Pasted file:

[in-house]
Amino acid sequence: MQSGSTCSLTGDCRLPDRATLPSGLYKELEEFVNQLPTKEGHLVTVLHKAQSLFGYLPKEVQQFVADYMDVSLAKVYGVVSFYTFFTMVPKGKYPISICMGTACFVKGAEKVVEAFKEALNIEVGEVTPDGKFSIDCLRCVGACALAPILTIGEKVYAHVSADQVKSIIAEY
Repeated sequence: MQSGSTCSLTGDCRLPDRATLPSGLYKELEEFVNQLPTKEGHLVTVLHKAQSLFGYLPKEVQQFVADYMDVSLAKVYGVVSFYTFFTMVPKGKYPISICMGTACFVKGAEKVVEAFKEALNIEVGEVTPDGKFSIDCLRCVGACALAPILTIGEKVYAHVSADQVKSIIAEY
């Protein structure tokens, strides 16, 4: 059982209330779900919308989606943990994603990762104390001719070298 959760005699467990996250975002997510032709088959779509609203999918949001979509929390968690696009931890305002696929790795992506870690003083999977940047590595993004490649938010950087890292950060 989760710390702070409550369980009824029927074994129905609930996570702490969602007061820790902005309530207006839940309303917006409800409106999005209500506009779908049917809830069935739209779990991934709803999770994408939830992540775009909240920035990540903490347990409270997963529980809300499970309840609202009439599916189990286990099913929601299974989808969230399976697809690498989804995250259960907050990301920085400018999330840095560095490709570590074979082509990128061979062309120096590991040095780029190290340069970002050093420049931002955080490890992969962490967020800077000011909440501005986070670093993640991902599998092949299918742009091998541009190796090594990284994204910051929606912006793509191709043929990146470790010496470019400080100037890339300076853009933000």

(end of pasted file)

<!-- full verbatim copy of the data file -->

[in-house]
Amino acid sequence: MQSGSTCSLTGDCRLPDRATLPSGLYKELEEFVNQLPTKEGHLVTVLHKAQSLFGYLPKEVQQFVADYMDVSLAKVYGVVSFYTFFTMVPKGKYPISICMGTACFVKGAEKVVEAFKEALNIEVGEVTPDGKFSIDCLRCVGACALAPILTIGEKVYAHVSADQVKSIIAEY
Repeated sequence: MQSGSTCSLTGDCRLPDRATLPSGLYKELEEFVNQLPTKEGHLVTVLHKAQSLFGYLPKEVQQFVADYMDVSLAKVYGVVSFYTFFTMVPKGKYPISICMGTACFVKGAEKVVEAFKEALNIEVGEVTPDGKFSIDCLRCVGACALAPILTIGEKVYAHVSADQVKSIIAEY
């Protein structure tokens, strides 16, 4: 059982209330779900919308989606943990994603990762104390001719070298 959760005699467990996250975002997510032709088959779509609203999918949001979509929390968690696009931890305002696929790795992506870690003083999977940047590595993004490649938010950087890292950060 989760710390702070409550369980009824029927074994129905609930996570702490969602007061820790902005309530207006839940309303917006409800409106999005209500506009779908049917809830069935739209779990991934709803999770994408939830992540775009909240920035990540903490347990409270997963529980809300499970309840609202009439599916189990286990099913929601299974989808969230399976697809690498989804995250259960907050990301920085400018999330840095560095490709570590074979082509990128061979062309120096590991040095780029190290340069970002050093420049931002955080490890992969962490967020800077000011909440501005986070670093993640991902599998092949299918742009091998541009190796090594990284994204910051929606912006793509191709043929990146470790010496470019400080100037890339300076853009933000």